The Embarrassment Factor

Women are renowned for their ability to talk about almost anything, but research from continence care company Ontex Healthcare1 revealed there’s one subject that still doesn’t get talked about over a cup of tea or a glass of wine – bladder weakness.

The research revealed that nearly half of the women surveyed (48%) are too embarrassed to talk to their friends about bladder weakness yet only 18% are embarrassed to talk to their GP. In fact, women are more embarrassed to talk to their partner about bladder weakness than any other condition they were asked about.

So, who are women talking to? It seems that it’s their nearest and dearest who are the last people women will go to for advice or support with four in ten women saying they would seek advice about it from the internet, but only 2% saying they would go to a friend.

But what impact is this having on women’s lives? The research also revealed that:

  • Over half of women (54%) plan a toilet break on a day out versus 29% who plan a restaurant/café stop.
  • Bladder weakness has prevented 41% of women from undertaking activities they enjoy with 19% saying they avoid wearing tight clothes.
  • 44% said that certain physical activities cause their bladder weakness with 14% saying it has even stopped them playing a sport.
  • Nearly a quarter of women (21%) say that getting up to go to the loo does or would stop them sleeping in the same room as their partner.
  • Half avoid certain drinks as they are concerned it will make them go to the toilet more frequently and nearly a quarter (23%) avoid drinking tea.

In the UK, it is estimated that between three and six million people may have some degree of urinary incontinence2, so isn’t it time we all found it a little easier to talk about?

Karen Irwin, Manager and Specialist Nurse for Bladder & Bowel UK comments, “In our modern society it’s surprising that attitudes towards bladder weakness still aren’t really evolving and women don’t even feel they can talk to each other about it. I can’t stress enough that there really isn’t anything to be embarrassed about and just how important it is for women, and men, to seek advice and solutions if it’s holding them back and impacting their lives in ways that these results show."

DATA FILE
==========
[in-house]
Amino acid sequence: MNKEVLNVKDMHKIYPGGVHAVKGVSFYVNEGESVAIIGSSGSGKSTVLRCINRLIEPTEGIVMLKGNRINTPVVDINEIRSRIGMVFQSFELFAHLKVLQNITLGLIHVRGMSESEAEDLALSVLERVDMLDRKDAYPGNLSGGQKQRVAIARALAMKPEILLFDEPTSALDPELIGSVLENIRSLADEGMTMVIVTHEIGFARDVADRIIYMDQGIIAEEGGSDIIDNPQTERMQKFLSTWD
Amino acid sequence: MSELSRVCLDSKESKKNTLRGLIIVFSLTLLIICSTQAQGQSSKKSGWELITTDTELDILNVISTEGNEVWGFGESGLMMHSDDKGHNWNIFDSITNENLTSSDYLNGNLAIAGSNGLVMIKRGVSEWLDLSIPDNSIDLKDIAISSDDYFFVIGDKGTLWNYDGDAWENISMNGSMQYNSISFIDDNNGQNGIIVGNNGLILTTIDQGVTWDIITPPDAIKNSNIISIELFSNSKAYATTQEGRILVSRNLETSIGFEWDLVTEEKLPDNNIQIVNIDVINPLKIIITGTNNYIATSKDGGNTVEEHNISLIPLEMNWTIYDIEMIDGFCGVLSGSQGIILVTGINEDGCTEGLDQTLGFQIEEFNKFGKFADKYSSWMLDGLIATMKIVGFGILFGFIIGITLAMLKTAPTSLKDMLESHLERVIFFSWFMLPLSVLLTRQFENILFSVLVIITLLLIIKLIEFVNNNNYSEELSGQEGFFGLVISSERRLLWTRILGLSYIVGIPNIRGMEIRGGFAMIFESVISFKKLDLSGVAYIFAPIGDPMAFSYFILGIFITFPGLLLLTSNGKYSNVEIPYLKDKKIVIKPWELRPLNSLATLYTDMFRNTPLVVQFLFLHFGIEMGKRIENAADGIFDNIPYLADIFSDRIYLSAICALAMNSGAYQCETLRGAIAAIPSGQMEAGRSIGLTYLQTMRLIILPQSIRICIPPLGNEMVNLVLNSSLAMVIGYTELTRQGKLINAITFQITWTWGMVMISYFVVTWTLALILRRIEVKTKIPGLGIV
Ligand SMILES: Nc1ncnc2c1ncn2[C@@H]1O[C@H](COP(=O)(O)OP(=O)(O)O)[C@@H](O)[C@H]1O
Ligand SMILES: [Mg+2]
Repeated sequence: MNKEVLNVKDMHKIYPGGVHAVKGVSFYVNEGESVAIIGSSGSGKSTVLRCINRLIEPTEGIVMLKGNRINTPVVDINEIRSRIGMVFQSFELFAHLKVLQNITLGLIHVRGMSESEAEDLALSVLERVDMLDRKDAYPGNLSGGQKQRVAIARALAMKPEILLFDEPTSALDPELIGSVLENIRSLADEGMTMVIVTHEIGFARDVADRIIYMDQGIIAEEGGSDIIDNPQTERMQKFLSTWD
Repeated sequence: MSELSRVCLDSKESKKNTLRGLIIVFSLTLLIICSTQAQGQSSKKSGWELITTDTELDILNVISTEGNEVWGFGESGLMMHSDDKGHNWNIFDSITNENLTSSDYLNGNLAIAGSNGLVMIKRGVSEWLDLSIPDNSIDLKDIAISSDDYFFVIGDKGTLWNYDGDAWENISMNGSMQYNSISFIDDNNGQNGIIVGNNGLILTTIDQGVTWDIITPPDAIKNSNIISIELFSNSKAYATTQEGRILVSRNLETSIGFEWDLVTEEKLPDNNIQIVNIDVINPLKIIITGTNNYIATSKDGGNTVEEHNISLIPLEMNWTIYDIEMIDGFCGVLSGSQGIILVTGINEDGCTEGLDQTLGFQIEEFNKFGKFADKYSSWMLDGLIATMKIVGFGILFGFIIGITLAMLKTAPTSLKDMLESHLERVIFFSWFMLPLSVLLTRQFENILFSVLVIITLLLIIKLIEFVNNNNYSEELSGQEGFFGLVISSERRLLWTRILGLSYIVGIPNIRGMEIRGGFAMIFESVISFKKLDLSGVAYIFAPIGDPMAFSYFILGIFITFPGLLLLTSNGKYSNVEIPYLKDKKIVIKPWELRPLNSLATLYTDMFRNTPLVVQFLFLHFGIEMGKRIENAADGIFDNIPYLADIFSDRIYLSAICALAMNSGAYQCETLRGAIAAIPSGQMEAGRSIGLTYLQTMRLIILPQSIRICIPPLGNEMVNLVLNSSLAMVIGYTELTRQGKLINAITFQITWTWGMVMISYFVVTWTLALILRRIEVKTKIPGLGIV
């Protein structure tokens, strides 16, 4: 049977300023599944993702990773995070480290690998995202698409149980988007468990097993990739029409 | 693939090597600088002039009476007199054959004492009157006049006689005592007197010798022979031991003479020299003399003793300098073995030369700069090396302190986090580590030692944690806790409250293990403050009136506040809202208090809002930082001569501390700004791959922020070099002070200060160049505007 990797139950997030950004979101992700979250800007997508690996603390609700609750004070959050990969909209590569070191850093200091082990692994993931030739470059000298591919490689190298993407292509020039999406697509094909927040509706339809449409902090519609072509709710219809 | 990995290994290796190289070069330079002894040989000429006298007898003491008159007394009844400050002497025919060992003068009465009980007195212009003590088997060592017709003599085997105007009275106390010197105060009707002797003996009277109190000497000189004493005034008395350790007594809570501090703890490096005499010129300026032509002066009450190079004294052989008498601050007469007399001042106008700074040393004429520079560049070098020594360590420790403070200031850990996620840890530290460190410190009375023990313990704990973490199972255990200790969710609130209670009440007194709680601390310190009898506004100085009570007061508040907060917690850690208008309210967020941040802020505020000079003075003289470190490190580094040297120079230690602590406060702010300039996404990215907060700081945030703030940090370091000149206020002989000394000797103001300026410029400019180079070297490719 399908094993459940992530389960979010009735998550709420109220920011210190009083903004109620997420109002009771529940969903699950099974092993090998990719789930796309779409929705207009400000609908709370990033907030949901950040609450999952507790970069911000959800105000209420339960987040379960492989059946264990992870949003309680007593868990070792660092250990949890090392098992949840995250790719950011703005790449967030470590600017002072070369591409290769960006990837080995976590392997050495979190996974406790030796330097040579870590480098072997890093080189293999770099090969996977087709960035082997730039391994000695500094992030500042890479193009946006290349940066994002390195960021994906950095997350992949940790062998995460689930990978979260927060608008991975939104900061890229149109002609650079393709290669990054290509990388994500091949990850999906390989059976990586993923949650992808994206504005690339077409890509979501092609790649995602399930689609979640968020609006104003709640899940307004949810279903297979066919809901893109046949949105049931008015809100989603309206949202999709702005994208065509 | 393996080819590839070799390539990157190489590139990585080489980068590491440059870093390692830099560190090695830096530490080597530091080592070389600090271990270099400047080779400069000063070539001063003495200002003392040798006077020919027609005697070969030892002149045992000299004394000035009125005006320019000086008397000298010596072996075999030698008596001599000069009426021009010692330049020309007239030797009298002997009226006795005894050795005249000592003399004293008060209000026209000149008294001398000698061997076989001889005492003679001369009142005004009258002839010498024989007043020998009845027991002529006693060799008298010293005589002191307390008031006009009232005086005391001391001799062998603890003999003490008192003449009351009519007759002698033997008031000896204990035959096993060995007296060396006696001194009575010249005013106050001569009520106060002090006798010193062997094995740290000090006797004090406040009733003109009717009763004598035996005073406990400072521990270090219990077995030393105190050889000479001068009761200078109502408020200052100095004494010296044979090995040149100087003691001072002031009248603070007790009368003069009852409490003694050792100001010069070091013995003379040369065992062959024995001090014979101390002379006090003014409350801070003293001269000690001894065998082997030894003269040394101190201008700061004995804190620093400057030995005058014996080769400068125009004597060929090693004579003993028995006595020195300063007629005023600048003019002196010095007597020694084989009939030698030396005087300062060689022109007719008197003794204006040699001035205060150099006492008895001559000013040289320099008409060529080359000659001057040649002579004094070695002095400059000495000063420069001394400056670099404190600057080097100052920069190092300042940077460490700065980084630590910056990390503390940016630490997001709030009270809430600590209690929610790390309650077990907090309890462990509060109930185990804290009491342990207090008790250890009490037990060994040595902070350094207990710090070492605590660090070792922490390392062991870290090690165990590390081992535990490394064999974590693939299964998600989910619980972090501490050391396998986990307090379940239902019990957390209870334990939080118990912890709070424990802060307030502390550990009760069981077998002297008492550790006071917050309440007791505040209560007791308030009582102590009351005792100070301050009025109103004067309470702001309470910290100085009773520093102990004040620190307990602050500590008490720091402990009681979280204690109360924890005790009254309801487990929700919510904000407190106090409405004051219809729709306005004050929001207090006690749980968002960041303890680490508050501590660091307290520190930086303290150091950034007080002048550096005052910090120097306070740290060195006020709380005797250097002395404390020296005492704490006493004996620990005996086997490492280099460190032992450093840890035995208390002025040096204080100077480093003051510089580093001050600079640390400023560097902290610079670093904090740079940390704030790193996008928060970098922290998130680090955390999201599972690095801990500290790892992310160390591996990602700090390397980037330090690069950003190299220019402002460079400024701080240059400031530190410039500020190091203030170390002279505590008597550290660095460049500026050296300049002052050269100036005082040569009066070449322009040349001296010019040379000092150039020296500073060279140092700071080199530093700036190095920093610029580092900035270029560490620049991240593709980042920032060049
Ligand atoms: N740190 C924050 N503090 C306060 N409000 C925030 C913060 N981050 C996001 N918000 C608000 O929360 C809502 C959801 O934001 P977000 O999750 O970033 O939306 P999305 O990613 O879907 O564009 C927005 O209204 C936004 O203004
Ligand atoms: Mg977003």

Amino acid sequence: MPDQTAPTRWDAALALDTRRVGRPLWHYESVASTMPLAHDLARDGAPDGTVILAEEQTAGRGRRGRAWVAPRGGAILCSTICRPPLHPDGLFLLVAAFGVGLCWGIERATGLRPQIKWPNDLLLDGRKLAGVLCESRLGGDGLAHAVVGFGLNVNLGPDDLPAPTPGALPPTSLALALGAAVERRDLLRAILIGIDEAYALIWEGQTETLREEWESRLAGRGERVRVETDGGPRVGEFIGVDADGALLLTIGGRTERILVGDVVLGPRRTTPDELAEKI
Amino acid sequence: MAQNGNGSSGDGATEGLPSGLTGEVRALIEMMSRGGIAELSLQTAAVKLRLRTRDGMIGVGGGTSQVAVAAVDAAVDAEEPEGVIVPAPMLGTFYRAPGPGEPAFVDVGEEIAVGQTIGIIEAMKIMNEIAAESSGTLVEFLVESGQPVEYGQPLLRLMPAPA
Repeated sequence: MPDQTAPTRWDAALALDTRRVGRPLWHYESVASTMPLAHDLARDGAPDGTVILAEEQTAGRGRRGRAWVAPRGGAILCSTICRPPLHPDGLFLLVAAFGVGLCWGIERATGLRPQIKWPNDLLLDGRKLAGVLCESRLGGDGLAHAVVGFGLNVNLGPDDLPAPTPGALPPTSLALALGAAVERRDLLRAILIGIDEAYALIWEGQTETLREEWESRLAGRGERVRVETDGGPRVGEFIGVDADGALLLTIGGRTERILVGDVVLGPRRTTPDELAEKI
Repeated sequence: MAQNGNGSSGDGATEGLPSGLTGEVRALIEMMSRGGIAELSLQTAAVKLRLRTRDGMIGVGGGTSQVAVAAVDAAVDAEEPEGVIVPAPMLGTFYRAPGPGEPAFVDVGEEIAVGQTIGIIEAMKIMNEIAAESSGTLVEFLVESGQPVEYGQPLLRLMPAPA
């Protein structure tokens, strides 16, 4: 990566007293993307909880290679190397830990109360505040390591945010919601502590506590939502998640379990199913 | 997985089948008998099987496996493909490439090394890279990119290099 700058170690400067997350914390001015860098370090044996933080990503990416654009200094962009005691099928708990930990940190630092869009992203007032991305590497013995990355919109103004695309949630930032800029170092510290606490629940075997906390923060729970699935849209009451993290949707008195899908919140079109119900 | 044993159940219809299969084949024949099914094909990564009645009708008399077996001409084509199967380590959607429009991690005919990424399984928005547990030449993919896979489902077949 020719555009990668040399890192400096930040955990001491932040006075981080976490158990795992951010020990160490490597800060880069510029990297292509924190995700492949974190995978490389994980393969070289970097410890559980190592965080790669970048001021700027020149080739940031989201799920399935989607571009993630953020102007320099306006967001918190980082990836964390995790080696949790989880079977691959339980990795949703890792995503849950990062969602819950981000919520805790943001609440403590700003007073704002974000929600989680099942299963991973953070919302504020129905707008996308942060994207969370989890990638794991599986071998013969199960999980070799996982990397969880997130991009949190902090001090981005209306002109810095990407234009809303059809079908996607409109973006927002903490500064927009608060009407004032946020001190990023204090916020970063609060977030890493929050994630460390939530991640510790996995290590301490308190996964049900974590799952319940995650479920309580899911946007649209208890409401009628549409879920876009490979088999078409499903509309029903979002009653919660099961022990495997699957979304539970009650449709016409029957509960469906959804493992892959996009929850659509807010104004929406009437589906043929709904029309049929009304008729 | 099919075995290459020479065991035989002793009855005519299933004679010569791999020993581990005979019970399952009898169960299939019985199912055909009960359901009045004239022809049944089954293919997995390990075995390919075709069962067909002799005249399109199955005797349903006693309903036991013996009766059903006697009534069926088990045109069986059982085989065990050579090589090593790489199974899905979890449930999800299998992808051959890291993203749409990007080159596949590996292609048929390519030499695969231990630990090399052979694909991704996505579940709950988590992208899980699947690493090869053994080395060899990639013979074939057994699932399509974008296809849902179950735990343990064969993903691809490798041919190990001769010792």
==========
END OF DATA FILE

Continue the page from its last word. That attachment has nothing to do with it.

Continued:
In response to this Ontex has launched a new range of absorbing underwear for women to provide total confidence with no compromise on femininity.

Intime provides maximum protection and the low waist has been designed with discretion as well as comfort in mind, absorbing eight times its own weight, so that women won’t even know they’re wearing it.

The innovative hipster shape brings a perfect fit that works with any outfit, to provide a comfortable sensation and maximum wear-ability for the user. The thin core means that women will never feel a bulky sensation when wearing Intime.

With advanced odour control and dry-wear technology, Intime delivers 10 hours of freshness and a seamless fit with cotton-like fabric so it looks and feels like regular underwear.

The double anti-leak barriers are made up of anti-leak cuffs have been combined with soft hydrophobic (waterproof) side elastics that form a cup shape and fit securely to the body to provide maximum protection against leakage.

Alex Shaw, Marketing Manager for the UK and Ireland comments, “Due to the major population shift of the 55+ age group, it’s inevitable that there will be increased demand for this type of added value product from today’s modern consumer.

“We recognise the emotional challenge women face when they move from liners to pads and want to make this transition as smooth as possible. With Intime women will have discretion, comfort and flexibility and won’t feel like they are wearing incontinence pads.”

Intime is £13.99 (pack of 12) and can be purchased at, a wide selection of online retailers and independent retailers nationwide.

5 Top Tips for Managing Incontinence

  1. Fluid Intake

    Drinking sufficient fluids each day is essential for maintaining a healthy bladder. If you don’t drink enough your bladder will become overly sensitive. You should try to consume at least 1.5-2 litres (or 6-8 glasses) of fluids each day.

    If you don’t drink enough your bladder will become more sensitive to smaller amounts of urine, which means you will go to the toilet more frequently.

  2. Drinks to Avoid

    It is advisable to avoid certain types of drinks, such as tea, coffee, cola and chocolate, as they contain caffeine which can irritate the bladder. An irritated bladder becomes overactive, which makes you feel as though you need to empty your bladder when it is not full.

  3. Healthy Eating

    Your diet should be balanced, not too high in fat, with plenty of fibre, and contain at least five portions of fruit and vegetables each day. Being overweight can make bladder problems worse.

  4. Smoking

    There are a number of health risks associated with smoking. A ‘smokers cough’ can place extra pressure on the muscles of the pelvic floor, increasing your chances of experiencing stress incontinence.

  5. Inform Your GP

    It is a good idea to notify your GP if you are experiencing bladder weakness for the first time or if you already have bladder weakness and it has become worse.

1 Research conducted by Research by Design in October 2018 with 1000 women aged 35 – 75.


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Last revised: 22 June 2020
Next review: 8 October 2021